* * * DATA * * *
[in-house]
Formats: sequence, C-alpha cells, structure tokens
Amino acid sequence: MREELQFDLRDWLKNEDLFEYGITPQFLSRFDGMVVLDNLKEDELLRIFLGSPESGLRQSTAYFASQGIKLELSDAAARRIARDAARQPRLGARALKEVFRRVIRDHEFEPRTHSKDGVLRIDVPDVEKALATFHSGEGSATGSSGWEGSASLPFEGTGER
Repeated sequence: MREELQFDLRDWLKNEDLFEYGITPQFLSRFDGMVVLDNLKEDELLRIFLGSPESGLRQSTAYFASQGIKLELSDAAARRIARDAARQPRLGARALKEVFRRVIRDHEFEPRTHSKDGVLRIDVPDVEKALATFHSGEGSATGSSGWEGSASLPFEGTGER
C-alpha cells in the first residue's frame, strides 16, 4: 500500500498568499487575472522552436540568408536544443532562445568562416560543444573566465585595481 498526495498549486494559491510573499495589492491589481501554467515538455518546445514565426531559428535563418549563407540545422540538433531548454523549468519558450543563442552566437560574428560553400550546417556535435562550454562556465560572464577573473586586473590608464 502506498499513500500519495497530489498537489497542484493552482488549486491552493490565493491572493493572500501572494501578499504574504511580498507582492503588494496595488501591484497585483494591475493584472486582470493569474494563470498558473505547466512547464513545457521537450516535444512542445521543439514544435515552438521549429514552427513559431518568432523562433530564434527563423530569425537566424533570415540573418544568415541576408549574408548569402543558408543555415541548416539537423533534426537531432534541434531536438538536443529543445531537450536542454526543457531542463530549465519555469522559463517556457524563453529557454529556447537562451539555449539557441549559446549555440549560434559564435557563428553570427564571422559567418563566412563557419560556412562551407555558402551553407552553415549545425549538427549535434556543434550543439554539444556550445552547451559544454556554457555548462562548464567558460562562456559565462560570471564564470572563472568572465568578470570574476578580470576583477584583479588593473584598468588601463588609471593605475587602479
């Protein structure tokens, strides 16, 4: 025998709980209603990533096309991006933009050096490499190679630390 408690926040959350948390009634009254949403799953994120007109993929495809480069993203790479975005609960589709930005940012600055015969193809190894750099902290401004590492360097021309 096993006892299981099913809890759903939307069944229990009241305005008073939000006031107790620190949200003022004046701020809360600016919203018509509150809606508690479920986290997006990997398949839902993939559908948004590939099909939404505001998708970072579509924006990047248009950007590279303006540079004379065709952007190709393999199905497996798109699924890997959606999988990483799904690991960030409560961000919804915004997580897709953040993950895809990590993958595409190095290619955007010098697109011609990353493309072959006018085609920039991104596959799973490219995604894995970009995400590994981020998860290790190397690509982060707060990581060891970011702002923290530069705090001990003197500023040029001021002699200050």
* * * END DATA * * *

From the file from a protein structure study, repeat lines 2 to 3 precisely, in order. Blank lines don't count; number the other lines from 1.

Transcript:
Formats: sequence, C-alpha cells, structure tokens
Amino acid sequence: MREELQFDLRDWLKNEDLFEYGITPQFLSRFDGMVVLDNLKEDELLRIFLGSPESGLRQSTAYFASQGIKLELSDAAARRIARDAARQPRLGARALKEVFRRVIRDHEFEPRTHSKDGVLRIDVPDVEKALATFHSGEGSATGSSGWEGSASLPFEGTGER